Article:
Best Practice

Here’s How You Can Avoid Having Your Strategic Plan Become a Paperweight


For many of you, it’s time to wipe the dust off your old strategic plan and begin thinking about developing or updating your business strategy for the next planning cycle. Highlighted below are the top 10 strategic plan derailers that should be avoided to ensure your next plan is worth the paper it is printed on.

1. Treating strategic planning as an event and not a process: Strategic planning is a data-driven, discovery- oriented management process — not a one-off event that centers on creating a PowerPoint deck. The plan is constantly updated and reviewed based on new information.

2. Insular thinking: Strategic planning is an end-to-end process that includes upstream and downstream data input and output. Too often the strategic planning process is not linked chronologically to other related processes, such as human capital planning, budgeting, financial forecasting and management reporting. It’s like a chain with interconnected links that are missing.

3. Making strategic planning the responsibility of the CFO: There is a big difference between strategic planning and financial forecasting. Strategic planning is the purview of the president, the CEO or the person responsible for profit-and-loss management, or the P&L. It should never be delegated to the CFO.

4. Not understanding what you are solving: The most important first step for members of the leadership team is to identify the key questions to answer and decisions to make. Key questions might be about how to identify specific growth engines, which markets it makes sense to enter or leave, what strategy to use in pricing, or how to segment the market.

5. Not understanding your business drivers: For each key business outcome, leadership must have consensus around “cause and effect”— specifically, what variable most directly drives a desired business outcome. If you identify leading measures, you can predict the performance of the business ahead of time or take corrective action when you have a performance shortfall.

6. Spending too much time on peripheral activities: Business planning is more than crafting a catchy mission and vision. I am not aware of any company that has achieved competitive advantage through these documents alone. The vast majority of strategic planning effort needs to be focused on factors such as understanding your markets, customer analysis and positioning, and not on having the best-written vision and mission statements.

7. Focusing excessively on the external view: Most organizations do a satisfactory job of completing an environmental scan to identify external opportunities and threats. The most common shortcoming is that little is done to objectively assess a company’s internal capabilities to ensure a theoretical opportunity can be realized.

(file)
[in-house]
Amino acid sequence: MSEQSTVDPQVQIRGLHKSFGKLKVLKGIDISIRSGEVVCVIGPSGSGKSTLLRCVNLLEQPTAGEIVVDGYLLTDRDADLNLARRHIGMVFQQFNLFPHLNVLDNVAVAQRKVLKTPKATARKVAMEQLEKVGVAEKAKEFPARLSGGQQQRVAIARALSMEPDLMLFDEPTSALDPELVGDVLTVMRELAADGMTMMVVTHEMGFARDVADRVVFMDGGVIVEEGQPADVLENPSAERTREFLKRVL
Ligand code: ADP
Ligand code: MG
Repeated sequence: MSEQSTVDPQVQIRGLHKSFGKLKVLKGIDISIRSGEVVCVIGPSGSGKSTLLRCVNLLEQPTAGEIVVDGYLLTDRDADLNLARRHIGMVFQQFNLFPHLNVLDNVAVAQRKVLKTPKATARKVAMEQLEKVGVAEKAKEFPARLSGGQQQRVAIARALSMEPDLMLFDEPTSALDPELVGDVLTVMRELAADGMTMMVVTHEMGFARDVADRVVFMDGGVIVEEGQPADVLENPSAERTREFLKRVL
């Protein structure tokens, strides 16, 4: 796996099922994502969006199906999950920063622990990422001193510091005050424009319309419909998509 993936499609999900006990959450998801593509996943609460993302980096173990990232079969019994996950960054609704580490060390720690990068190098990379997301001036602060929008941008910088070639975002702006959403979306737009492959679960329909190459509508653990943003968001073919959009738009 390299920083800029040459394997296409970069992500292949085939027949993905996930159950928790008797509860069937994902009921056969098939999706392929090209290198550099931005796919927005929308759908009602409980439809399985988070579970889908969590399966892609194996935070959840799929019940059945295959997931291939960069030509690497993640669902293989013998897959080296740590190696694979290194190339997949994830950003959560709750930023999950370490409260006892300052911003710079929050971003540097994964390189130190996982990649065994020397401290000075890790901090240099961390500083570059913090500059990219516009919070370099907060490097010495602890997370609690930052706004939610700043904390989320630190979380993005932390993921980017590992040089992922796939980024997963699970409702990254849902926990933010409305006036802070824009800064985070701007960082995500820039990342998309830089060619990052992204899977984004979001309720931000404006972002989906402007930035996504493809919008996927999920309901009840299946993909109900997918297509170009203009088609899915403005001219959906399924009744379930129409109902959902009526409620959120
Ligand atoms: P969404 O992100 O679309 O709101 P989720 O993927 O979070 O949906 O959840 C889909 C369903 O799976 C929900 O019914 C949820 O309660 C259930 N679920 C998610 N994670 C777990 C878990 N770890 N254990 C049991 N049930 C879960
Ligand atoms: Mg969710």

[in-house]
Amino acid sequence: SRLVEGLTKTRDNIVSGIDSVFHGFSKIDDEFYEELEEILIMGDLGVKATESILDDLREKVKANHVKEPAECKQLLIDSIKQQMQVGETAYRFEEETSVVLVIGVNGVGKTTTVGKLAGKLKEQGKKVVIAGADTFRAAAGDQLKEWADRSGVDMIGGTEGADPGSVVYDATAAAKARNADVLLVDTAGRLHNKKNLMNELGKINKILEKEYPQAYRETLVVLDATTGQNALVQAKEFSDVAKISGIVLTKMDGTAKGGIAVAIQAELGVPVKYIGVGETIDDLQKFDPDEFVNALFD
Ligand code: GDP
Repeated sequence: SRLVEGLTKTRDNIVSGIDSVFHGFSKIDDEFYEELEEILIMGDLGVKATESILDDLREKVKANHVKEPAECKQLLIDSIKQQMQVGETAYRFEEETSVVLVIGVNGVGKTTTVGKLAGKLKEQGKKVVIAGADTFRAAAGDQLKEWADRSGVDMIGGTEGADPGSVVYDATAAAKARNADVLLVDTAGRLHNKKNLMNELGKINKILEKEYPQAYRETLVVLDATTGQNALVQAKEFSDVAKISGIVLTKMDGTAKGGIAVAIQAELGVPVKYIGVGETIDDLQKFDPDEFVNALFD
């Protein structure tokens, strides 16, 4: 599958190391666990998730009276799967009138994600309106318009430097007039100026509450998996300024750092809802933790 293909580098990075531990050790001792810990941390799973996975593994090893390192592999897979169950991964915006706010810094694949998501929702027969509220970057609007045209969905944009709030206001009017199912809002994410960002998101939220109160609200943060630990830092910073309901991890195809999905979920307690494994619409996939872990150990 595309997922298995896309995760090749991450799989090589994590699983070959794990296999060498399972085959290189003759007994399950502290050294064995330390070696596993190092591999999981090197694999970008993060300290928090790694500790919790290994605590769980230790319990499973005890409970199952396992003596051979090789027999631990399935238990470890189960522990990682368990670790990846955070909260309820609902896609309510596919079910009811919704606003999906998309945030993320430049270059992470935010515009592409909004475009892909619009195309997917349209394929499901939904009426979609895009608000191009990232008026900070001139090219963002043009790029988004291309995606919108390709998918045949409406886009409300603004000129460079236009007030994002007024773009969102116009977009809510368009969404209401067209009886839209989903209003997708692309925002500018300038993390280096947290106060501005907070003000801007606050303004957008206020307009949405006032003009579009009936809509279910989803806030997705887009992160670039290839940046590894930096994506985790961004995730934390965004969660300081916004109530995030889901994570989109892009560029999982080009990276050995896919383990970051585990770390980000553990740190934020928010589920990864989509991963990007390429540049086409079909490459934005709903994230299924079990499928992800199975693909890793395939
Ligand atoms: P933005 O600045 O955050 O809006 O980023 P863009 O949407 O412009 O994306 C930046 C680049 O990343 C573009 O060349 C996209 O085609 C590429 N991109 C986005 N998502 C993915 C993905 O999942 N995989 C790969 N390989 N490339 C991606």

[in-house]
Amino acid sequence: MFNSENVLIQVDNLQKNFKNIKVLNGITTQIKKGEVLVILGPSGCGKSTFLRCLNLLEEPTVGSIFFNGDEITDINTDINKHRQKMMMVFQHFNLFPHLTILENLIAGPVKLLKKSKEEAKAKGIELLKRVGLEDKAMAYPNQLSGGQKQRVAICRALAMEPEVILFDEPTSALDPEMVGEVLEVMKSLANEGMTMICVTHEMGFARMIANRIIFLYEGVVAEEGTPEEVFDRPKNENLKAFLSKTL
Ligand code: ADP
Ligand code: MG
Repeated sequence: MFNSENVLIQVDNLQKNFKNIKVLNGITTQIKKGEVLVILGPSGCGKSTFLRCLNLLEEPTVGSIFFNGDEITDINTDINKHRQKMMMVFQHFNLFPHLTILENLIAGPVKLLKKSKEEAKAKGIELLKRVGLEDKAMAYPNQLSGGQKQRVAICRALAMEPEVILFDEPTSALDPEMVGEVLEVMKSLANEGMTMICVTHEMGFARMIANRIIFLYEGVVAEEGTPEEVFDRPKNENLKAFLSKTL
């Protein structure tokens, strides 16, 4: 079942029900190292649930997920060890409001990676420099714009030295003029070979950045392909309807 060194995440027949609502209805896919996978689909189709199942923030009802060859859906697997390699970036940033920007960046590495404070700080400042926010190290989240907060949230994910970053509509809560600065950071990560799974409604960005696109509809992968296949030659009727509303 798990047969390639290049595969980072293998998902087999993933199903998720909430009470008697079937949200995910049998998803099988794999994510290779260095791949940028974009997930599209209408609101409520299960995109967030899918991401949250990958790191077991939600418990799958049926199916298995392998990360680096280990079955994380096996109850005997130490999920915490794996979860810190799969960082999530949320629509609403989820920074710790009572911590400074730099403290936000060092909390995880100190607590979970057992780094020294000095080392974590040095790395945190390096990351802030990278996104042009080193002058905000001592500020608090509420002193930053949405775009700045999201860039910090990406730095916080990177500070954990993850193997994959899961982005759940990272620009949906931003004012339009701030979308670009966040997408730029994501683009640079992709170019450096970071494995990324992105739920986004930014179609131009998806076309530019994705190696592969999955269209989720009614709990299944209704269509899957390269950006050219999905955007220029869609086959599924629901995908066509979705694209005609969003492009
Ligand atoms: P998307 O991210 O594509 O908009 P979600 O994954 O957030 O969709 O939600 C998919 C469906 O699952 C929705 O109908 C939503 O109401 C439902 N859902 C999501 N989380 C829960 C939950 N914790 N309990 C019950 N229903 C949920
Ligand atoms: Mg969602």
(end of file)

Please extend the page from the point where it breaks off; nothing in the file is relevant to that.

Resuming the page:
8. No consequences: A strategic plan is like a map, and the metrics are like a compass. Success is dependent upon having decisive leadership that differentiates rewards in a meaningful way, aligns culture to drive desired employee values and behaviors, and aggressively addresses performance issues.

9. Weak project execution: To a large extent, strategy execution is a function of good program or project management. The following attributes should be incorporated to ensure successful strategy execution:

• Establishment of a formal project management office (PMO) to manage your strategic initiatives, provide structure and ensure-cross project coordination.

• Common project governance, tools and templates, including the mandatory use of formal charters for each strategic initiative. Make sure you have addressed the full range of PMO functionality, such as project planning, risk management, issue escalation and performance reporting.

• Use decision criteria to prioritize and ultimately select strategic initiatives. Criteria could include financial analysis, such as internal rate of return and net present value, and could also include risk analysis.

10. Failing to cascade the enterprise-wide plan: Organization alignment can occur only when each department or function’s plan is tightly aligned with the plan for the entire enterprise.

Ronald J. Recardo is the managing partner of The Catalyst Consulting Group LLC. He can be reached at rrecardo@catalystconsultinggroup.org.

Want More i4? Subscribe to the Magazine.

About the author

i4 Business

i4 Business magazine has become one of the most trusted voices for and about the Central Florida business community. Each month through our print and digital platforms, we provide access to meet, to learn from and to learn about some of the incredible entrepreneurs and business leaders who are shaping our region.

Add Comment

Click here to post a comment